POSTOPERATIVE PERIOD

In the postoperative period, patients were left in a sling for approximately five days, for comfort only; after this period, movement was authorized according to their pain. Postoperative control radiographs and a tomography were performed six months after the surgery (Fig. 2). Physical therapy for range of motion gain was started after two weeks; strengthening exercises were initiated after full range of motion was achieved. Patients were authorized to return to sport activities three months after surgery.

 

STATISTICAL ANALYSIS

Statistical analysis compared the pre and postoperative measurements using Student's t-test. Two-tailed paired tests were used in all cases; p < 0.05 were considered significant.

 

RESULTS

The inclusion criteria were met by 11 patients, seven men and four women. The mean age at surgery was 38.4 years (21-48). The mean duration of symptoms prior to surgery was 2.8 years (range: 6 months to 6 years). The mean follow-up was 12 months (range: 6.4-28). Five right shoulders and six left shoulders were operated. Overall, eight patients (72%) described their jobs as requiring upper limb effort or activity above shoulder level. One patient (9%) presented snapping due to an osteochondroma in the superomedial region of the scapula (Fig. 3), on its ventral face. This patient had her bone tumor completely removed by scapulothoracic arthroscopy (Fig. 4) and presented complete symptom remission. The other ten patients did not present bone alterations. Six patients (55%) had undergone surgery due to rotator cuff injury and two patients (18%) had a diagnosis of shoulder impingement syndrome on the same side of the snapping scapula.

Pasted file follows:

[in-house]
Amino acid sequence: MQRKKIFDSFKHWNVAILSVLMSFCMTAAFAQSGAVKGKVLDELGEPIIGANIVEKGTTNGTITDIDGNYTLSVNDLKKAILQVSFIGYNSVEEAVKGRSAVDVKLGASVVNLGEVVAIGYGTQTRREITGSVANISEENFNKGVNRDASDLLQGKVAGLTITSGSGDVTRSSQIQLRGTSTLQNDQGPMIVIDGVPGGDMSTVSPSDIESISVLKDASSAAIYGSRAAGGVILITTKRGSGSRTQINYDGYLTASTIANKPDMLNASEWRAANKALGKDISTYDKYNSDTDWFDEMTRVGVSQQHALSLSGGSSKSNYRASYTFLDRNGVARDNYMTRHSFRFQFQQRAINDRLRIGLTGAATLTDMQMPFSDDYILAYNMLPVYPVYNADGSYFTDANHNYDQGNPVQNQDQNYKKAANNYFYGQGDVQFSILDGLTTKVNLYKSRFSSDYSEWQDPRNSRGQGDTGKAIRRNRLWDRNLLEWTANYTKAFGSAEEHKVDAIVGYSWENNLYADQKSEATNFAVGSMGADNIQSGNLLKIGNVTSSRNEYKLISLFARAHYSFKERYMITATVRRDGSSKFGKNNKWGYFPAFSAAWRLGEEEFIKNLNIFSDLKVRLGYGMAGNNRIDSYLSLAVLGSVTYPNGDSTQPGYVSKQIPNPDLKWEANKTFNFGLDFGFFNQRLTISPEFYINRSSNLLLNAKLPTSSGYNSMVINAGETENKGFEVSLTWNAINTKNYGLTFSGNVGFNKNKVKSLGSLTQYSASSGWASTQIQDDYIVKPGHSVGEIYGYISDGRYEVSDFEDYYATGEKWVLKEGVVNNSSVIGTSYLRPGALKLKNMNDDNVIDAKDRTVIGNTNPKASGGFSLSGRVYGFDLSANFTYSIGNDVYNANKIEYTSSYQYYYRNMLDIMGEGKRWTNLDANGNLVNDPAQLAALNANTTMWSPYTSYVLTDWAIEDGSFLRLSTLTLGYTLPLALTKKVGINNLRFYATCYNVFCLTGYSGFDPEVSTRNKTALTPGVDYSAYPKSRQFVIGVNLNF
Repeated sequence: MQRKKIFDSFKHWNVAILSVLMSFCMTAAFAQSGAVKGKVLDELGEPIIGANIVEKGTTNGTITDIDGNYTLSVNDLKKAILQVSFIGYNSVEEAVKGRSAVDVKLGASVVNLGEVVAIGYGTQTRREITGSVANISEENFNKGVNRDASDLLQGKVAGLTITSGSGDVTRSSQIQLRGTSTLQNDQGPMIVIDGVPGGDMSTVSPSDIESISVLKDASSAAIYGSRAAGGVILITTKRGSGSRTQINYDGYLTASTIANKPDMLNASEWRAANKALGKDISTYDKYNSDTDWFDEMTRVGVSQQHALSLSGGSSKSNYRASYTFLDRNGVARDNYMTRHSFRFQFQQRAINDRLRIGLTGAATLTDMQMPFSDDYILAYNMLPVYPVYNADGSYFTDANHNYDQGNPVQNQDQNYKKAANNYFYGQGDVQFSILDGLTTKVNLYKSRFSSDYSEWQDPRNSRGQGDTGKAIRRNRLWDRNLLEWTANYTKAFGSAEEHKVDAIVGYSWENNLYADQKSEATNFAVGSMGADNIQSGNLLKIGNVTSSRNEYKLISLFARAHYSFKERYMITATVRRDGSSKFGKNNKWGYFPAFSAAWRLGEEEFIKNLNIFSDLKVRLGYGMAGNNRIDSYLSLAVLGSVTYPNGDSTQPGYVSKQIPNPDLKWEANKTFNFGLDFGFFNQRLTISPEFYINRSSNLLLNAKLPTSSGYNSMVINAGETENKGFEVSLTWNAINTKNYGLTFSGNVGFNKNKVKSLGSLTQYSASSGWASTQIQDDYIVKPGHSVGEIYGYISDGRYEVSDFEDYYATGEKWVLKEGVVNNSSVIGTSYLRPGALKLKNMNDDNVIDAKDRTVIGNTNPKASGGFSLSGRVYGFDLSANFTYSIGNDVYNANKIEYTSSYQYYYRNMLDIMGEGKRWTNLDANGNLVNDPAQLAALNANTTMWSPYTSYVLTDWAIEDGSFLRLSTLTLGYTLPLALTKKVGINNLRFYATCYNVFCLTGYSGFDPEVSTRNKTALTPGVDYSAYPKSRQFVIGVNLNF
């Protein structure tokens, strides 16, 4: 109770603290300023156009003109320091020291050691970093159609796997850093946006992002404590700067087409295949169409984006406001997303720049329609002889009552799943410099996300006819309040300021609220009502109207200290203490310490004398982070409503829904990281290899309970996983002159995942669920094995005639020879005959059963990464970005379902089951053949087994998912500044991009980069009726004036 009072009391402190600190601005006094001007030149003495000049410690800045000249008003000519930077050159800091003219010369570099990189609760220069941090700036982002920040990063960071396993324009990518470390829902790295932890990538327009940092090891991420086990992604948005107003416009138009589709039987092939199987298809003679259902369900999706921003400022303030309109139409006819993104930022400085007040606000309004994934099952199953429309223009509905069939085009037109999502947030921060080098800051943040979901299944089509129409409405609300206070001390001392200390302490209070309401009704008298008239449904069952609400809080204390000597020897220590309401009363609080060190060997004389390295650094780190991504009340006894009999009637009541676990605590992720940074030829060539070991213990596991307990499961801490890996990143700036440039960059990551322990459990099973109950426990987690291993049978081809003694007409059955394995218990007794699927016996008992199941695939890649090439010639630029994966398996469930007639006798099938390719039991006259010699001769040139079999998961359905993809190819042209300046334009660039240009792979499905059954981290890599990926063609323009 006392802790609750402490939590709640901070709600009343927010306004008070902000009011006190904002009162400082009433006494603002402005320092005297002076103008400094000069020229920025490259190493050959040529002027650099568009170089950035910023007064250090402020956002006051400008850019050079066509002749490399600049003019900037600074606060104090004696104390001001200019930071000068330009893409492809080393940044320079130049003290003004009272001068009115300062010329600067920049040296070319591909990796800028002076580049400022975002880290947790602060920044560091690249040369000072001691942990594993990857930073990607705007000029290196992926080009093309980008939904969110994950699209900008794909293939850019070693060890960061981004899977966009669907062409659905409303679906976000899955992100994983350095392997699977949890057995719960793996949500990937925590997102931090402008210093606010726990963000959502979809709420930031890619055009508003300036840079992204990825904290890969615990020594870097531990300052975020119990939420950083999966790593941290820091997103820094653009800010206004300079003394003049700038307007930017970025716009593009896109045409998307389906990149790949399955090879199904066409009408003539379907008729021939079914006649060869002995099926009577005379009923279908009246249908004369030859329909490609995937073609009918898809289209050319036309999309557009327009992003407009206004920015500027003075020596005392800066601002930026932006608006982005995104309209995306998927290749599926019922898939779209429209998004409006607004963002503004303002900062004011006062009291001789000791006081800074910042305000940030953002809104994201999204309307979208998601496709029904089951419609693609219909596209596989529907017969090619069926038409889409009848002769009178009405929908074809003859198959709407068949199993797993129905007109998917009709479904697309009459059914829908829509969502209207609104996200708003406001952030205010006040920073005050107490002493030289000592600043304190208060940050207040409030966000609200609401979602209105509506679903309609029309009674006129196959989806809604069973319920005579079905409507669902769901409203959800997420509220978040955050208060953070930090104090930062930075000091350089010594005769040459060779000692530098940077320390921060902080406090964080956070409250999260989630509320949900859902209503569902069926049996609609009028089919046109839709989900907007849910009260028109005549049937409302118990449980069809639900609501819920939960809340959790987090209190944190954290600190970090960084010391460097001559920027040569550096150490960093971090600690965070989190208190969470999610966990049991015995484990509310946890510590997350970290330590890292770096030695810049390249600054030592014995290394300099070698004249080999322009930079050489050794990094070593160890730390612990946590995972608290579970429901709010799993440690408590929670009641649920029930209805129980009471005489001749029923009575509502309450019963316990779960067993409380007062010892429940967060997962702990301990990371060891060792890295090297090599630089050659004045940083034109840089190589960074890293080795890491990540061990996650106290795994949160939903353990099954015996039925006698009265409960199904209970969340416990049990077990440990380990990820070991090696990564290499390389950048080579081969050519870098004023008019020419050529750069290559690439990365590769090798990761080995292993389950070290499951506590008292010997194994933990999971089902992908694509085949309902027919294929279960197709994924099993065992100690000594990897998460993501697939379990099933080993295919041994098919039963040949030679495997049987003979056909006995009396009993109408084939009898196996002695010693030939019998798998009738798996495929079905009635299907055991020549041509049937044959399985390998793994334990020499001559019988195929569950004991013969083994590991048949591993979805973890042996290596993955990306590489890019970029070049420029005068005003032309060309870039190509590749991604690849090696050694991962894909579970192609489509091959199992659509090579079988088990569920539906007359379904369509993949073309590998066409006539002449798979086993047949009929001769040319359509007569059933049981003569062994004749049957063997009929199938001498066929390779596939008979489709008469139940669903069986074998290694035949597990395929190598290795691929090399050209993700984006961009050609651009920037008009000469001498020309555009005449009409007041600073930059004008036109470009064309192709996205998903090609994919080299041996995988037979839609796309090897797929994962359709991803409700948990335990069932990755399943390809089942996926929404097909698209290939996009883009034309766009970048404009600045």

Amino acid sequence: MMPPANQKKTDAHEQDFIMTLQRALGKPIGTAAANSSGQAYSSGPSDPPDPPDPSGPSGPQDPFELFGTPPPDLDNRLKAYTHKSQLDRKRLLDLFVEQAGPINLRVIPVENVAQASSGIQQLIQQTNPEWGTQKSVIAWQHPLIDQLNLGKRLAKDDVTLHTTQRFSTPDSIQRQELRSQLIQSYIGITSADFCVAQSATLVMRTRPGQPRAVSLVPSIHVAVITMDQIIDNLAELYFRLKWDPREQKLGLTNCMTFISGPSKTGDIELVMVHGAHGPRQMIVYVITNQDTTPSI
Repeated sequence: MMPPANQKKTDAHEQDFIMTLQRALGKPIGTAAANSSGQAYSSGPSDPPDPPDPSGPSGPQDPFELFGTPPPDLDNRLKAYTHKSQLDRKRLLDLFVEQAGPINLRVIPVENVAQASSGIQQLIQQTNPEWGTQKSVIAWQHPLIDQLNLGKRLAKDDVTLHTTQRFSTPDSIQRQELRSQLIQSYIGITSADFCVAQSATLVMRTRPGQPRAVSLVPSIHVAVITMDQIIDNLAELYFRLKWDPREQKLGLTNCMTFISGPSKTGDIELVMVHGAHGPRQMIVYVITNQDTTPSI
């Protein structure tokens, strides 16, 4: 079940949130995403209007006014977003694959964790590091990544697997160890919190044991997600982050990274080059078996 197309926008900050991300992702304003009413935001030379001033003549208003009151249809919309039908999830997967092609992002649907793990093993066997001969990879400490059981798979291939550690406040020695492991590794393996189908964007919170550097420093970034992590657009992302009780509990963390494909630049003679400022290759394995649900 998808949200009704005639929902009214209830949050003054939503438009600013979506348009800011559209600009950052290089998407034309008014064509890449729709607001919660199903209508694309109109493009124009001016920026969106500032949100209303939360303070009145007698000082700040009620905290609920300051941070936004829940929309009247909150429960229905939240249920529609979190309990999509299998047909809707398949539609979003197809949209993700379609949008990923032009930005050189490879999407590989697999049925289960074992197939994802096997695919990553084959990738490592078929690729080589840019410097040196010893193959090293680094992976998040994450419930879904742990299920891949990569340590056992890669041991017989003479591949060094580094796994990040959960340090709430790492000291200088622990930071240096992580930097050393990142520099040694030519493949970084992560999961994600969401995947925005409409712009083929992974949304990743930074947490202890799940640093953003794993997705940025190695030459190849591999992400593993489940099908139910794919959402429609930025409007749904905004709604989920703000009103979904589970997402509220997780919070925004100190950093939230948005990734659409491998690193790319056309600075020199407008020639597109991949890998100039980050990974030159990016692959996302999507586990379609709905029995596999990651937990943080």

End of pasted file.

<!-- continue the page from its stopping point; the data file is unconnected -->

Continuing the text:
The study included patients diagnosed with snapping scapula that showed unsatisfactory or no improvement after conservative treatment, which consisted of six months of physical therapy focused on parascapular muscle strengthening. The results regarding the improvement in the UCLA, VAS, and Dash scores are shown in Table 1. The mean postoperative scores were 7.8 points in the Dash; 1.5 points in the VAS, ten cases (90%) of mild pain and one (10%) of moderate pain; 32 points in the UCLA score; and 79.47 in the SF-36. Only one patient presented only a very slight improvement with the procedure; nonetheless, in this patient, the Dash score was reduced from 71.66 to 23.33; the VAS reduced from 8 to 5, and the UCLA increased from 18 to 27. No complications resulting from the surgical procedure were observed.